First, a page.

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Trish’s road twists anew

Wednesday, 13th September, 2017

CARING – Chris O’Brien Lifehouse nurse practitioner Keith Cox with a patient.

TRISH'S life story has been an enthralling journey. A spirited academic, wife and jet-setter who has lived in three three countries, she hopes it will take another twist as her story is woven into the fight against cancer.

Trish has decided to leave her estate to Chris O’Brien Lifehouse.

“I have no children or other relatives,” she said. “And I want other people living with cancer to have the kind of experience that I’ve had at Lifehouse, which is special.

“I’ve been fortunate in having a very interesting life.”

Trish recalled how as a young American on holiday, she met her future husband, airline pilot Jack, and moved to London to be with him. When her husband was posted to Sydney, she refused to go unless she worked.  “So I got a job. I wasn’t ready to stop work yet.”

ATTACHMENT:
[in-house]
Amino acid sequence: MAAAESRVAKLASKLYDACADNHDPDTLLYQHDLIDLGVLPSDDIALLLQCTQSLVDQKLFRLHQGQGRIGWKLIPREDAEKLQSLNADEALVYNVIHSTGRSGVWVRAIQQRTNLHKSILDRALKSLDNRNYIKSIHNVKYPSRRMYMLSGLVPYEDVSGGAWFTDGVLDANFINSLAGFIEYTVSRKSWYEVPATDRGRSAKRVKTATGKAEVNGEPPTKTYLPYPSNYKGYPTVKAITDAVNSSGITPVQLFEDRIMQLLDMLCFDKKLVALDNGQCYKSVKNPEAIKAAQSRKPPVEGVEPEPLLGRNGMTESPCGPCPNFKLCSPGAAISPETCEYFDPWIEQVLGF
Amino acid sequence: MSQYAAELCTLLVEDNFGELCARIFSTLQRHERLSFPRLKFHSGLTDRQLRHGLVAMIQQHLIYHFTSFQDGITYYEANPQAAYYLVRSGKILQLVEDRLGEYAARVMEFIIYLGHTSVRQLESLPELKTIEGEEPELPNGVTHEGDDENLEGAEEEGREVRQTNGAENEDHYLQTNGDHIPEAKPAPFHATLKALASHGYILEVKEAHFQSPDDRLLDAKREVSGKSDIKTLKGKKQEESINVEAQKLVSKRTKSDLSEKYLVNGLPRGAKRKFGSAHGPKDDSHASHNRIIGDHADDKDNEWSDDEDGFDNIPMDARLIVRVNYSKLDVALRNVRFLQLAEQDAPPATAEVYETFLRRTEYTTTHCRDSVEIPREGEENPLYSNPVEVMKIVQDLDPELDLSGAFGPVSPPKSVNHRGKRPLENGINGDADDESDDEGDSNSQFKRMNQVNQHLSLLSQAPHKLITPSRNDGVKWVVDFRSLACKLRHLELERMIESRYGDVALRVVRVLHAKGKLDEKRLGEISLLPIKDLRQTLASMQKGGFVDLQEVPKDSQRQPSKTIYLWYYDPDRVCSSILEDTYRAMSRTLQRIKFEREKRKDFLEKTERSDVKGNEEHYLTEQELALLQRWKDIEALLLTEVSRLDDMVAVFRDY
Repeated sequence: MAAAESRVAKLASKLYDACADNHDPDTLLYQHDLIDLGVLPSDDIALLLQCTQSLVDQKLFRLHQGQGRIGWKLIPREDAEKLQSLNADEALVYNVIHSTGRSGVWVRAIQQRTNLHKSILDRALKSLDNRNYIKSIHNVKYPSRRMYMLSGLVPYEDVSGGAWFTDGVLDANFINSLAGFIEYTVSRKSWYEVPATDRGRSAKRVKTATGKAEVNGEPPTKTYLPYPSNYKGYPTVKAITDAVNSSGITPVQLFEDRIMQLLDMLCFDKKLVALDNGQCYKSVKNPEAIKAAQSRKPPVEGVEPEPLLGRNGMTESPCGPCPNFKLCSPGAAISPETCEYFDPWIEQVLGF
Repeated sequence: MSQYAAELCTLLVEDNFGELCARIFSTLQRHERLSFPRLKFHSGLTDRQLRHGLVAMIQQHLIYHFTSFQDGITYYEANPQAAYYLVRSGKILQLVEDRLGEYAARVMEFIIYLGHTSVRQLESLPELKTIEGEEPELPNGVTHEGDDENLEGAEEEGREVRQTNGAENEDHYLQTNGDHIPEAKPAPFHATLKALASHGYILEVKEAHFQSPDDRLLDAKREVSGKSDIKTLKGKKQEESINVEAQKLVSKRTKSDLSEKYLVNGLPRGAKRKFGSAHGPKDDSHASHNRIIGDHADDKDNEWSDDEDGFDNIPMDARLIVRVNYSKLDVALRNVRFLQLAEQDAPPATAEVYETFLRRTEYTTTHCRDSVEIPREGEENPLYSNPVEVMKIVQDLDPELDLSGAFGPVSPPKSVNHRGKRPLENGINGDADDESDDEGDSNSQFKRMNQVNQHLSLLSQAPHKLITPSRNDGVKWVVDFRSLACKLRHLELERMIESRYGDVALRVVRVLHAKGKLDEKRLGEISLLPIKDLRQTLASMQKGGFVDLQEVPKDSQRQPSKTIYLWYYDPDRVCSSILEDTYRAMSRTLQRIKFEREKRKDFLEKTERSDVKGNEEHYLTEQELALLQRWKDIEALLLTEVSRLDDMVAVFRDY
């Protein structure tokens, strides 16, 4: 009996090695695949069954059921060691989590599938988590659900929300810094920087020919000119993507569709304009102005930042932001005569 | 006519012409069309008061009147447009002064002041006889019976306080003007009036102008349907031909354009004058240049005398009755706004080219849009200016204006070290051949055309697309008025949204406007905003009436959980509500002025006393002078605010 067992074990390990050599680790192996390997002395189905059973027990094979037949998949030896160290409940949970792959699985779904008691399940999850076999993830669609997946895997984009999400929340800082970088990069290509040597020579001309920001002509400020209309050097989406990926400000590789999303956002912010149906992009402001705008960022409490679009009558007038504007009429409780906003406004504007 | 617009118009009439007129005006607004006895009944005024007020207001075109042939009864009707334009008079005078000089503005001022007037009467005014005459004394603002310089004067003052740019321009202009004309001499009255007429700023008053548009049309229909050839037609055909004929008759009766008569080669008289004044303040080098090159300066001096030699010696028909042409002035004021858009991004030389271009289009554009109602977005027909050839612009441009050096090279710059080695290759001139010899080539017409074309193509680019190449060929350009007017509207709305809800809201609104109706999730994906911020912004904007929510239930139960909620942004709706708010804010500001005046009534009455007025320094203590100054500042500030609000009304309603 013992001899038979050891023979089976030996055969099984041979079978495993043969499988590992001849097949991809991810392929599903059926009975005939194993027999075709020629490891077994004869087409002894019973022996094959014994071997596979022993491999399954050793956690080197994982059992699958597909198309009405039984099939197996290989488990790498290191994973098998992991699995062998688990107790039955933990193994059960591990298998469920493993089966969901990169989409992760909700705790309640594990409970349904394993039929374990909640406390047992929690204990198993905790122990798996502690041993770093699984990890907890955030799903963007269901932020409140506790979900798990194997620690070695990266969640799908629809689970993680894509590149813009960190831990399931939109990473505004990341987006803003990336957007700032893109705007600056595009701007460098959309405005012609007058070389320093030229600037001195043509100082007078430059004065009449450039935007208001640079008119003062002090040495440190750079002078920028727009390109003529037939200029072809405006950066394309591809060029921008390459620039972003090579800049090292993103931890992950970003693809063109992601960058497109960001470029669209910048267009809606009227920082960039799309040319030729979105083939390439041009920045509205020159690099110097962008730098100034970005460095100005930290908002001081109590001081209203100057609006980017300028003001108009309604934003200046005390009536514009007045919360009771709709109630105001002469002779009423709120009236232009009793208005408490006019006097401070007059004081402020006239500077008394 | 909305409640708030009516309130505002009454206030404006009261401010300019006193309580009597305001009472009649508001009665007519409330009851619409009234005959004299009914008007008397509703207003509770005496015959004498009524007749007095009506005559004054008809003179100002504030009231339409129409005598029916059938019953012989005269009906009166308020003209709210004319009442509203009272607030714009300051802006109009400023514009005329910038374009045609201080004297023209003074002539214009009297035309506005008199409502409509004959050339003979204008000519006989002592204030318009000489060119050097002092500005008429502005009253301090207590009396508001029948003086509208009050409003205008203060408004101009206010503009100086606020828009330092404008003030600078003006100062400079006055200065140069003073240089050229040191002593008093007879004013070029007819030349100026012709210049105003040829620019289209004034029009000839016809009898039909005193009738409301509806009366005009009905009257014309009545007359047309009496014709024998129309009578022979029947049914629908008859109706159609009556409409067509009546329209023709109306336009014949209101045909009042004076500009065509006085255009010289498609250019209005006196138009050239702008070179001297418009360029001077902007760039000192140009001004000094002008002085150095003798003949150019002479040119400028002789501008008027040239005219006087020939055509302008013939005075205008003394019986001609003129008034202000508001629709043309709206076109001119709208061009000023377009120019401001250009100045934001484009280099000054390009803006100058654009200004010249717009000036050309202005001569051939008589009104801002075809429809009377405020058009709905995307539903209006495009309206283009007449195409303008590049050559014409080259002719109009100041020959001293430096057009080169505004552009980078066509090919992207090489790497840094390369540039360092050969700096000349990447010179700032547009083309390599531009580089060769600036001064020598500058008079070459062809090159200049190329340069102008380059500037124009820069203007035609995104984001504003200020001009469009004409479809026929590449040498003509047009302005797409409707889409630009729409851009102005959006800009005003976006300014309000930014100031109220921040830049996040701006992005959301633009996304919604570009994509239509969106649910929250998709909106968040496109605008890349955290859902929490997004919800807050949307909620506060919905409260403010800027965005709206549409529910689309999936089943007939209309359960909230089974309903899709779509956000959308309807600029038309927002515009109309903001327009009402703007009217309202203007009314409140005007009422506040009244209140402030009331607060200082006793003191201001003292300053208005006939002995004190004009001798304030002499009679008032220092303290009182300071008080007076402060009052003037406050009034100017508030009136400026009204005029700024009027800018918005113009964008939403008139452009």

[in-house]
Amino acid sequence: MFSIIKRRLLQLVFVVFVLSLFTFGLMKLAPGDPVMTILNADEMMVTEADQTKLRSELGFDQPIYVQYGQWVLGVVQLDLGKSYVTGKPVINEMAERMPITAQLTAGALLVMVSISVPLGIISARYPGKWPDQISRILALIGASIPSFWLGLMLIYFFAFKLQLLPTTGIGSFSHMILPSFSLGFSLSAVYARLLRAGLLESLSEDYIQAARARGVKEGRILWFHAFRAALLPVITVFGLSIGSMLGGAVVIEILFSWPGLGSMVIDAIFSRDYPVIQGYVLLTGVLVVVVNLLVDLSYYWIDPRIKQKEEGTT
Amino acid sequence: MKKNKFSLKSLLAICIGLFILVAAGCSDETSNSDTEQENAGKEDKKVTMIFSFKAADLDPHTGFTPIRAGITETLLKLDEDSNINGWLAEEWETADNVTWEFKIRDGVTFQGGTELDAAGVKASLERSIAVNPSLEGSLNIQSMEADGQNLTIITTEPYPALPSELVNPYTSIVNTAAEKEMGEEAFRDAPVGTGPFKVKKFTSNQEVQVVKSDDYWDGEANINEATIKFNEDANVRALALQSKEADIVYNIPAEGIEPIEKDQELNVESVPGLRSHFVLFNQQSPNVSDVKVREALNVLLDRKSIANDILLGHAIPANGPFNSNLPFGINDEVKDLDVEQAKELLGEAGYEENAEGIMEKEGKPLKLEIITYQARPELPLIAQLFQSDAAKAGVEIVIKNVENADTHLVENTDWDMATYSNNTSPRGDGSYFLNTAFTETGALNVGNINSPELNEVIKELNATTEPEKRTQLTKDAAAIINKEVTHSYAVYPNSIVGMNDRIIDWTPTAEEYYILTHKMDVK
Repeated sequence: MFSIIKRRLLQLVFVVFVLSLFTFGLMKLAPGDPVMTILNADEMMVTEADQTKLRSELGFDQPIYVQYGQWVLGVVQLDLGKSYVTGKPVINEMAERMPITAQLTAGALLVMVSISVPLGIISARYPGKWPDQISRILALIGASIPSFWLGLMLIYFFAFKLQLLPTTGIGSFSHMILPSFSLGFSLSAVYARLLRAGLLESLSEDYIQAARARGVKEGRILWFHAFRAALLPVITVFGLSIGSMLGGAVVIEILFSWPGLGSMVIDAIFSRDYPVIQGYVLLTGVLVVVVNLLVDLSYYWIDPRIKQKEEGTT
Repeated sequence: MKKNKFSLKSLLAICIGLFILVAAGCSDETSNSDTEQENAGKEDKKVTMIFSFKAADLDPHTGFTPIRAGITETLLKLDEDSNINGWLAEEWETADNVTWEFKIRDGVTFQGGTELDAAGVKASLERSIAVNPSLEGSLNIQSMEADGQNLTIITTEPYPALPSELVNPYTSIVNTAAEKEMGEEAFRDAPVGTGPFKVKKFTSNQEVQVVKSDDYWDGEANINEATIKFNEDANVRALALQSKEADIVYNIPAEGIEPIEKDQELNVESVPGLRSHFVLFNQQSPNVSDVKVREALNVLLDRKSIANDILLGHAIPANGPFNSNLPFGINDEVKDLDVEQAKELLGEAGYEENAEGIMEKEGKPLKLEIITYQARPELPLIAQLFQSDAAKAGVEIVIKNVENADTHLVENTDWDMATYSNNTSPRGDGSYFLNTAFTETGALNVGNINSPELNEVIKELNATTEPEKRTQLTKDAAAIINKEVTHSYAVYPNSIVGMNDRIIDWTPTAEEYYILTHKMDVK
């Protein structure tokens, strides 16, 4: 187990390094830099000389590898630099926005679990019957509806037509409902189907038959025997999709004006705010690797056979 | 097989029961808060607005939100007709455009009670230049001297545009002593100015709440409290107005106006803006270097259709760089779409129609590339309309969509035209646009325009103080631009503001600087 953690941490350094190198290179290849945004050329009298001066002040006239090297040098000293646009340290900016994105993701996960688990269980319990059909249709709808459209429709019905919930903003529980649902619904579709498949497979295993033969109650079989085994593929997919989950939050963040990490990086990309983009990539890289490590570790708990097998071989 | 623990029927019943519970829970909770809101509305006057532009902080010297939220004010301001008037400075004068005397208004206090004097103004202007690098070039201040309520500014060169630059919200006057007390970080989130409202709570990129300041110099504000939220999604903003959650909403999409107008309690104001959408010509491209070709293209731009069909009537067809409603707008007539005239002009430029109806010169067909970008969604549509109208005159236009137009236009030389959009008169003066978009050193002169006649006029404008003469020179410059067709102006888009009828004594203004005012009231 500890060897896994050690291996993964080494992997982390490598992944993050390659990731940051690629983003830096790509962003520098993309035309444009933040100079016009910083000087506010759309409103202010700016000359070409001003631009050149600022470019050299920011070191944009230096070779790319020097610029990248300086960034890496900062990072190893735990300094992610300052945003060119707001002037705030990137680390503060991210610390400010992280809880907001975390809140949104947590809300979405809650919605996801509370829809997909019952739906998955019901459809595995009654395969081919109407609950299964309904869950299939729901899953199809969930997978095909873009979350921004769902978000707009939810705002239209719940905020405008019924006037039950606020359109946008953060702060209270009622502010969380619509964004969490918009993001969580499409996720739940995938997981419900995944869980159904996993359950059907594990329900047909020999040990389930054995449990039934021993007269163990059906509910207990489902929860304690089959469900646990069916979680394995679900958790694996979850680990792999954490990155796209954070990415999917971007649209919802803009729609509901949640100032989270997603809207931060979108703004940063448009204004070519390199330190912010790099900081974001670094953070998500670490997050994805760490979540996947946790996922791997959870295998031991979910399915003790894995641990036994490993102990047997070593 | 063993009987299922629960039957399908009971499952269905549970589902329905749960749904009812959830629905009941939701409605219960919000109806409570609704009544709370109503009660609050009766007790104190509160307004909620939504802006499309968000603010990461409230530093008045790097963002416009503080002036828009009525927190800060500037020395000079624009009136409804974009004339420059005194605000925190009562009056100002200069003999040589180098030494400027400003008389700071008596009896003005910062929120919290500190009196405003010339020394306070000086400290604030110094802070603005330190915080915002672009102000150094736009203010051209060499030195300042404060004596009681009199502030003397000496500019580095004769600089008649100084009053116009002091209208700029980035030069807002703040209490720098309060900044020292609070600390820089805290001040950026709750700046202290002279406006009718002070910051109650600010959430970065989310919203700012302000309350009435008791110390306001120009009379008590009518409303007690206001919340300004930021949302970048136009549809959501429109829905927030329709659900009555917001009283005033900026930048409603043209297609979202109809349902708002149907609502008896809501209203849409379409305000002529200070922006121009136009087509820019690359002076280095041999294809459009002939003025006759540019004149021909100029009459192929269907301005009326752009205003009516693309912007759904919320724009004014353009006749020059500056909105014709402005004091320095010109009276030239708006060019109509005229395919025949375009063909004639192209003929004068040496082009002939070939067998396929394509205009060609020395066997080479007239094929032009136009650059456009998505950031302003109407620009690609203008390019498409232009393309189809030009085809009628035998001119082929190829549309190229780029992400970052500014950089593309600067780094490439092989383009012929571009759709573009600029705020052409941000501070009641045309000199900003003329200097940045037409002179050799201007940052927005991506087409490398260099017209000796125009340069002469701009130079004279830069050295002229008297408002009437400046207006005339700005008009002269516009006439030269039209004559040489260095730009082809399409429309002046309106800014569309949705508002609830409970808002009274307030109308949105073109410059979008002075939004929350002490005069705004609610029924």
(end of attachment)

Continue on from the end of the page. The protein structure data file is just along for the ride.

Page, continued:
She had a long and satisfying career as an academic teaching women’s studies, education and sociology at a university.

“Then I changed life direction after a couple of decades of teaching. I don’t like to call it retiring. It’s just a new direction,” she said.

After Jack died her days have been filled with bridge, going to the opera and orchestral performances, reading widely and meeting friends for lunch.

So, why did Trish decide to leave a bequest to Lifehouse?

“I have cancer,” she said. “But my experience at Chris O’Brien Lifehouse is as good as it possibly could be. My specialists see me as a whole person, not just a cancer patient. We talk about the concerts I’ve been to, not just about my treatment. I feel as though I’m listened to.”

But she warns that her bequest will be a long time coming. “I have no intention of dying any time soon!”


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